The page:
Government & Legislation: The Last Week
On 25 June 2007 the Minister for Immigration and Asylum (Liam Byrne MP) gave a written ministerial statement on section 9 of the Asylum and Immigration (Treatment of Claimants, etc.) Act 2004. That section enables the termination of support for failed asylum seekers in cases where the family is not co-operating with removal or placing themselves in a position where they can leave. The provision was piloted between December 2004 and December 2005 in three areas (for a copy of a report on that pilot click here. The government has decided that it will remain on the statute book but to be used on a case by case basis rather than in a blanket approach. For a copy of the statement click here
On 26 June 2007 the Government laid a parliamentary order increasing the minimum amount of a Home Loss Payment from £4000 to £4400 for those displaced from their homes on or after 1 September 2007. For a copy click here
On 27 June 2007 the Commission of Inquiry into homelessness and poor housing conditions in Wales launched its final report - An Unnatural Disaster - containing details from the evidence given and key proposals for the future of housing in Wales. Recommendations include putting people's homes as a new priority for the Welsh Assembly Government, investment secured to build and improve the housing resource and a new approach to tackle the housing crisis. For a copy of the report click here
On 28 June 2007 the Prime Minister announced that the Minister for Housing (Yvette Cooper MP) would have a place in Cabinet. The new Secretary of State for Communities & Local Government (which includes Housing) is Hazel Blears MP. For a full list of the new departmental ministers and their responsibilities click here
Also on 28 June 2007 the Parliamentary Joint Committee on Human Rights published Monitoring the Government's Response to Court Judgments Finding Breaches of Human Rights. The report keeps up the pressure on Government to bring forward amending legislation (or make remedial orders) to address those aspects of housing law (homelessness, security of tenure on gypsy sites, and decision-making on factual disputes) which the courts have found incompatible with human rights. For a copy of the report click here
On the same day, Shelter Wales published their report Clear Intentions. It recounts that intentional homelessness decisions do nothing to resolve the accommodation or support needs of vulnerable people in Wales and very often restrict the accommodation options available to households. For a copy click here
On 29 June 2007 the Law Commission published a new consultation paper Housing: proportionate dispute resolution - the role of Tribunals. For a copy click here . The consultation ends on 28 September 2007. For a summary of the proposals click here
Also on 29 June 2007, the parenting order and parenting contracts provisions of the Police and Justice Act 2006 (sections 23-25) were brought into force enabling applications to be made by all social landlords - local authorities and housing associations. For a copy of the sections click here. For the Commencement Order click here
On the same day, the Office of Fair Trading announced that Anchor Trust, the largest not-for-profit provider of housing, support and care for the elderly in England, had agreed to change terms and conditions in its long lease agreements that the OFT considered were unfair terms. For the details click here.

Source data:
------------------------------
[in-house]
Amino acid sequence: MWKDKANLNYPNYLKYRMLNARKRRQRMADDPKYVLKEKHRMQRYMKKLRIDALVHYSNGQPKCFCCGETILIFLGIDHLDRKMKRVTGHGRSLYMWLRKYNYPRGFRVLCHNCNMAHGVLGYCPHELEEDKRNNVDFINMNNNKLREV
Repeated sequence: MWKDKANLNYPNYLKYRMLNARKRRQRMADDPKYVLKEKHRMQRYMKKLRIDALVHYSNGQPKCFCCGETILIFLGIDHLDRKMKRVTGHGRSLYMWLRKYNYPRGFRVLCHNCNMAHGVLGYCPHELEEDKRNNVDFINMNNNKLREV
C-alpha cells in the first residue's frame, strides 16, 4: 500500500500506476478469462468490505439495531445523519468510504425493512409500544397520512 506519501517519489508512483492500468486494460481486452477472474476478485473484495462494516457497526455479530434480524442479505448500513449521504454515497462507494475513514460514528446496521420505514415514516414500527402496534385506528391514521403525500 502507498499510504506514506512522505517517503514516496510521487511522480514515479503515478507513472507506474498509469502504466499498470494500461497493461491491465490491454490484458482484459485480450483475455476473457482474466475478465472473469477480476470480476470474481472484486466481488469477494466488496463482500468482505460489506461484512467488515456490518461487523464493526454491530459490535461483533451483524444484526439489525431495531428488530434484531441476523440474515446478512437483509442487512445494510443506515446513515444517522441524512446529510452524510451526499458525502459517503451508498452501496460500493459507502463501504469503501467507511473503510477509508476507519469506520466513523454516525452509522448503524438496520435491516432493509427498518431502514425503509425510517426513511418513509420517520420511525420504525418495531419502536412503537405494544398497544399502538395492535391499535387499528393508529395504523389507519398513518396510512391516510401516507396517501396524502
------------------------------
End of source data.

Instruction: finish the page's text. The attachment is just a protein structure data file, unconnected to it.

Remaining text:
Last Week's Cases
R(Abdi) v Lambeth LBC  All ER (D) 325 (Jun), 25 June. The claimant sought a review of an adverse homelessness decision and asked to be accommodated by the council pending the outcome of that review. The decision to refuse that request was taken by the same officer who had made the original adverse decision. The claimant began judicial review proceedings asserting that fairness required that a different officer (the more senior, reviewing officer) should take the decision on accommodation pending review. The High Court dismissed the claim. Neither the statutory scheme nor any general principle of fairness required that the two decisions should be taken by different officers. For the transcript click here.
R(A) v Liverpool CC  EWHC 1477 (Admin), 26 June. The claimant sought assistance from the council on the basis that he was a 14 year old unaccompanied asylum seeker. The claimant obtained a report from a consultant paediatrician concluding that, more likely than not, he was 14. The council obtained two reports from a dental specialist who advised that the claimant was at least 18. Those reports were not immediately provided to the claimant. The council decided that he was over 18 and the responsibility of NASS. In judicial review proceedings, the decision was quashed. In reaching its decision without disclosing the first dental report the council had acted unfairly.
R(Gilboy) v Liverpool CC  26 June CO/10584/2006. The claimant had been a secure tenant but the council had obtained an order demoting his tenancy. It then decided to seek his eviction. He unsuccessfully sought a review of that decision in which he disputed the facts relied on by the council. The review was conducted by the council itself. The claimant sought judicial review on the basis that the decision-making structure was non-compliant with Art 6 ECHR. It did not allow for an independent adjudication of the facts as required by Tsfayo v UK. A High Court judge granted permission to apply for judicial review. The full case will be heard on 27 September 2007. For more details click here.
Countour Homes Ltd v Rowen  All ER (D) 310 (Jun), 26 June. A periodic assured tenancy agreement, granted by a registered social landlord, allowed for the rent to be increased by service of a landlord's notice on the tenant. The tenant's handbook said that if the tenant disagreed with the increase, the rent could be referred to a rent assessment committee. The landlord gave notice and the tenant referred it to a rent assessment committee. A judge decided that the committee had jurisdiction to set the new rent or that the landlord was estopped from denying it had. The Court of Appeal allowed the landlord's appeal. The existence of a provision for rent increases in the agreement ousted the jurisdiction of the committee. Jurisdiction to exercise a statutory function could not be sustained by an estoppel.